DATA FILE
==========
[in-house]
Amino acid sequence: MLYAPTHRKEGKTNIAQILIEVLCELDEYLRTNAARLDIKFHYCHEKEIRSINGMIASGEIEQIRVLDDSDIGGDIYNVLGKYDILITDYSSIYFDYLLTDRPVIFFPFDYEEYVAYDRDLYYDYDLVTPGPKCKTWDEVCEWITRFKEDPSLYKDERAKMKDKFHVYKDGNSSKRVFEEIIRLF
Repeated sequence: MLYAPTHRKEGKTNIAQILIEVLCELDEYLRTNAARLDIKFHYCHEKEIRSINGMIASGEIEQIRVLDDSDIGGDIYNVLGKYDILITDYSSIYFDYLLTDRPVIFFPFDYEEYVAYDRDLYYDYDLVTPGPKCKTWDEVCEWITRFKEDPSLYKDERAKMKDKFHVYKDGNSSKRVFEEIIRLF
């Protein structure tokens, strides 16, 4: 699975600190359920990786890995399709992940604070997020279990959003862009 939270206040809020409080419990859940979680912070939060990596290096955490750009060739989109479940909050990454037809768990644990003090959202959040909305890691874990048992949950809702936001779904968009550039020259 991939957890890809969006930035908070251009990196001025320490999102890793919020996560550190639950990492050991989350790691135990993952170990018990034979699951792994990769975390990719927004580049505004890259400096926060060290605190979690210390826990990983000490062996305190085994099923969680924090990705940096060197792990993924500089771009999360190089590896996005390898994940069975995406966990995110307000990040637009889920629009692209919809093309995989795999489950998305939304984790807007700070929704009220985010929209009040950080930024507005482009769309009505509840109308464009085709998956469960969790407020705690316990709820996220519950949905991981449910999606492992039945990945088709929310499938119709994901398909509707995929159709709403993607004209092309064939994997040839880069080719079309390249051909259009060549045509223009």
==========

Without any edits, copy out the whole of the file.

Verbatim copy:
[in-house]
Amino acid sequence: MLYAPTHRKEGKTNIAQILIEVLCELDEYLRTNAARLDIKFHYCHEKEIRSINGMIASGEIEQIRVLDDSDIGGDIYNVLGKYDILITDYSSIYFDYLLTDRPVIFFPFDYEEYVAYDRDLYYDYDLVTPGPKCKTWDEVCEWITRFKEDPSLYKDERAKMKDKFHVYKDGNSSKRVFEEIIRLF
Repeated sequence: MLYAPTHRKEGKTNIAQILIEVLCELDEYLRTNAARLDIKFHYCHEKEIRSINGMIASGEIEQIRVLDDSDIGGDIYNVLGKYDILITDYSSIYFDYLLTDRPVIFFPFDYEEYVAYDRDLYYDYDLVTPGPKCKTWDEVCEWITRFKEDPSLYKDERAKMKDKFHVYKDGNSSKRVFEEIIRLF
């Protein structure tokens, strides 16, 4: 699975600190359920990786890995399709992940604070997020279990959003862009 939270206040809020409080419990859940979680912070939060990596290096955490750009060739989109479940909050990454037809768990644990003090959202959040909305890691874990048992949950809702936001779904968009550039020259 991939957890890809969006930035908070251009990196001025320490999102890793919020996560550190639950990492050991989350790691135990993952170990018990034979699951792994990769975390990719927004580049505004890259400096926060060290605190979690210390826990990983000490062996305190085994099923969680924090990705940096060197792990993924500089771009999360190089590896996005390898994940069975995406966990995110307000990040637009889920629009692209919809093309995989795999489950998305939304984790807007700070929704009220985010929209009040950080930024507005482009769309009505509840109308464009085709998956469960969790407020705690316990709820996220519950949905991981449910999606492992039945990945088709929310499938119709994901398909509707995929159709709403993607004209092309064939994997040839880069080719079309390249051909259009060549045509223009």